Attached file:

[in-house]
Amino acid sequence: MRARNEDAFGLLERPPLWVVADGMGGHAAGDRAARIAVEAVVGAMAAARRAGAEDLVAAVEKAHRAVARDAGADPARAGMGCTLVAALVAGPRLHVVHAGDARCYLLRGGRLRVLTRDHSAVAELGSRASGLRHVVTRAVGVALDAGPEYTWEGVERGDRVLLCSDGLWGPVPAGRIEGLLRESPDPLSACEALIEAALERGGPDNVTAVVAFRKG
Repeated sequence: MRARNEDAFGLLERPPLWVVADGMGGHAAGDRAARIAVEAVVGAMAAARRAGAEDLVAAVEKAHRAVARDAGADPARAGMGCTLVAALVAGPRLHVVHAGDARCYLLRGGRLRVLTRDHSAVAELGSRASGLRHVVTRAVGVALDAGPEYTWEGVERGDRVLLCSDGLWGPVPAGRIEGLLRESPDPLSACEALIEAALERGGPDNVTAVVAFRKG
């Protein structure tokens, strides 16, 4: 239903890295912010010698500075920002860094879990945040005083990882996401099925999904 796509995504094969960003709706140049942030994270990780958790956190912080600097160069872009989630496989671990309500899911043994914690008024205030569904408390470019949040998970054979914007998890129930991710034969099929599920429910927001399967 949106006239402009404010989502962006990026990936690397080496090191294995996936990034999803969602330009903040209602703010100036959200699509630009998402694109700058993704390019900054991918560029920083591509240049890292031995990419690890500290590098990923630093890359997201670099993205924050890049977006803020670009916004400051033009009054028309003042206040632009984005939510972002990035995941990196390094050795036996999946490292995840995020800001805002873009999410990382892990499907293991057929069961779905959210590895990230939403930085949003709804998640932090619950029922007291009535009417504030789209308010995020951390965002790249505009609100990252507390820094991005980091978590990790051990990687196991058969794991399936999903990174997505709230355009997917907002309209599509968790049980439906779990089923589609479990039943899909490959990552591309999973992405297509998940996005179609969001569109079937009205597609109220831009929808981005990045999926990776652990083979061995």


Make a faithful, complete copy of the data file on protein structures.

[in-house]
Amino acid sequence: MRARNEDAFGLLERPPLWVVADGMGGHAAGDRAARIAVEAVVGAMAAARRAGAEDLVAAVEKAHRAVARDAGADPARAGMGCTLVAALVAGPRLHVVHAGDARCYLLRGGRLRVLTRDHSAVAELGSRASGLRHVVTRAVGVALDAGPEYTWEGVERGDRVLLCSDGLWGPVPAGRIEGLLRESPDPLSACEALIEAALERGGPDNVTAVVAFRKG
Repeated sequence: MRARNEDAFGLLERPPLWVVADGMGGHAAGDRAARIAVEAVVGAMAAARRAGAEDLVAAVEKAHRAVARDAGADPARAGMGCTLVAALVAGPRLHVVHAGDARCYLLRGGRLRVLTRDHSAVAELGSRASGLRHVVTRAVGVALDAGPEYTWEGVERGDRVLLCSDGLWGPVPAGRIEGLLRESPDPLSACEALIEAALERGGPDNVTAVVAFRKG
């Protein structure tokens, strides 16, 4: 239903890295912010010698500075920002860094879990945040005083990882996401099925999904 796509995504094969960003709706140049942030994270990780958790956190912080600097160069872009989630496989671990309500899911043994914690008024205030569904408390470019949040998970054979914007998890129930991710034969099929599920429910927001399967 949106006239402009404010989502962006990026990936690397080496090191294995996936990034999803969602330009903040209602703010100036959200699509630009998402694109700058993704390019900054991918560029920083591509240049890292031995990419690890500290590098990923630093890359997201670099993205924050890049977006803020670009916004400051033009009054028309003042206040632009984005939510972002990035995941990196390094050795036996999946490292995840995020800001805002873009999410990382892990499907293991057929069961779905959210590895990230939403930085949003709804998640932090619950029922007291009535009417504030789209308010995020951390965002790249505009609100990252507390820094991005980091978590990790051990990687196991058969794991399936999903990174997505709230355009997917907002309209599509968790049980439906779990089923589609479990039943899909490959990552591309999973992405297509998940996005179609969001569109079937009205597609109220831009929808981005990045999926990776652990083979061995």